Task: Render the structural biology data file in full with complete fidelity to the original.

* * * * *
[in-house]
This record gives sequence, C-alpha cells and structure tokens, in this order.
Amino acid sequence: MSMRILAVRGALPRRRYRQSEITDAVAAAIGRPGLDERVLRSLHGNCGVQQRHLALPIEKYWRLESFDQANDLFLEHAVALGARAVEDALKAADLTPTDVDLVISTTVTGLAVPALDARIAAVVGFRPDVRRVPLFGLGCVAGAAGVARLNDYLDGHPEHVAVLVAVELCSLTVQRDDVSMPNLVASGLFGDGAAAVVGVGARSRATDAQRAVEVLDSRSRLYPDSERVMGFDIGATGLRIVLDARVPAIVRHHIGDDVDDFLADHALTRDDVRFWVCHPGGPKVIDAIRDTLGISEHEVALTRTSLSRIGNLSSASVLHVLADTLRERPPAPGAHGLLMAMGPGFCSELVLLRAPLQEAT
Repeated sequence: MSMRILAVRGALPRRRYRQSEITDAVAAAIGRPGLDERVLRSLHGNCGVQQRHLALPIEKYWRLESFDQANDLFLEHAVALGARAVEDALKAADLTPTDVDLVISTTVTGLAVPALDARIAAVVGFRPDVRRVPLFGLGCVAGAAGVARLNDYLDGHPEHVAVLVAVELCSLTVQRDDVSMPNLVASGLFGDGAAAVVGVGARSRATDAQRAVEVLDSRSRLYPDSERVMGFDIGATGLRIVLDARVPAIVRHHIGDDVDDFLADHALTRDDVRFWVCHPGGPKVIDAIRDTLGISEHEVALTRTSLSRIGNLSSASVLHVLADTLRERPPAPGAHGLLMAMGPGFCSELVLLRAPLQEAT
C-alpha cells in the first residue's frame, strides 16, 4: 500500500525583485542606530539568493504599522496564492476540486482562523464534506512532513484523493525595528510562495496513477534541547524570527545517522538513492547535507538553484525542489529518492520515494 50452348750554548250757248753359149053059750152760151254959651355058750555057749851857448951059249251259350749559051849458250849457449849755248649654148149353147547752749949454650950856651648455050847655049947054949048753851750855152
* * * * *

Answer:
[in-house]
This record gives sequence, C-alpha cells and structure tokens, in this order.
Amino acid sequence: MSMRILAVRGALPRRRYRQSEITDAVAAAIGRPGLDERVLRSLHGNCGVQQRHLALPIEKYWRLESFDQANDLFLEHAVALGARAVEDALKAADLTPTDVDLVISTTVTGLAVPALDARIAAVVGFRPDVRRVPLFGLGCVAGAAGVARLNDYLDGHPEHVAVLVAVELCSLTVQRDDVSMPNLVASGLFGDGAAAVVGVGARSRATDAQRAVEVLDSRSRLYPDSERVMGFDIGATGLRIVLDARVPAIVRHHIGDDVDDFLADHALTRDDVRFWVCHPGGPKVIDAIRDTLGISEHEVALTRTSLSRIGNLSSASVLHVLADTLRERPPAPGAHGLLMAMGPGFCSELVLLRAPLQEAT
Repeated sequence: MSMRILAVRGALPRRRYRQSEITDAVAAAIGRPGLDERVLRSLHGNCGVQQRHLALPIEKYWRLESFDQANDLFLEHAVALGARAVEDALKAADLTPTDVDLVISTTVTGLAVPALDARIAAVVGFRPDVRRVPLFGLGCVAGAAGVARLNDYLDGHPEHVAVLVAVELCSLTVQRDDVSMPNLVASGLFGDGAAAVVGVGARSRATDAQRAVEVLDSRSRLYPDSERVMGFDIGATGLRIVLDARVPAIVRHHIGDDVDDFLADHALTRDDVRFWVCHPGGPKVIDAIRDTLGISEHEVALTRTSLSRIGNLSSASVLHVLADTLRERPPAPGAHGLLMAMGPGFCSELVLLRAPLQEAT
C-alpha cells in the first residue's frame, strides 16, 4: 500500500525583485542606530539568493504599522496564492476540486482562523464534506512532513484523493525595528510562495496513477534541547524570527545517522538513492547535507538553484525542489529518492520515494 50452348750554548250757248753359149053059750152760151254959651355058750555057749851857448951059249251259350749559051849458250849457449849755248649654148149353147547752749949454650950856651648455050847655049947054949048753851750855152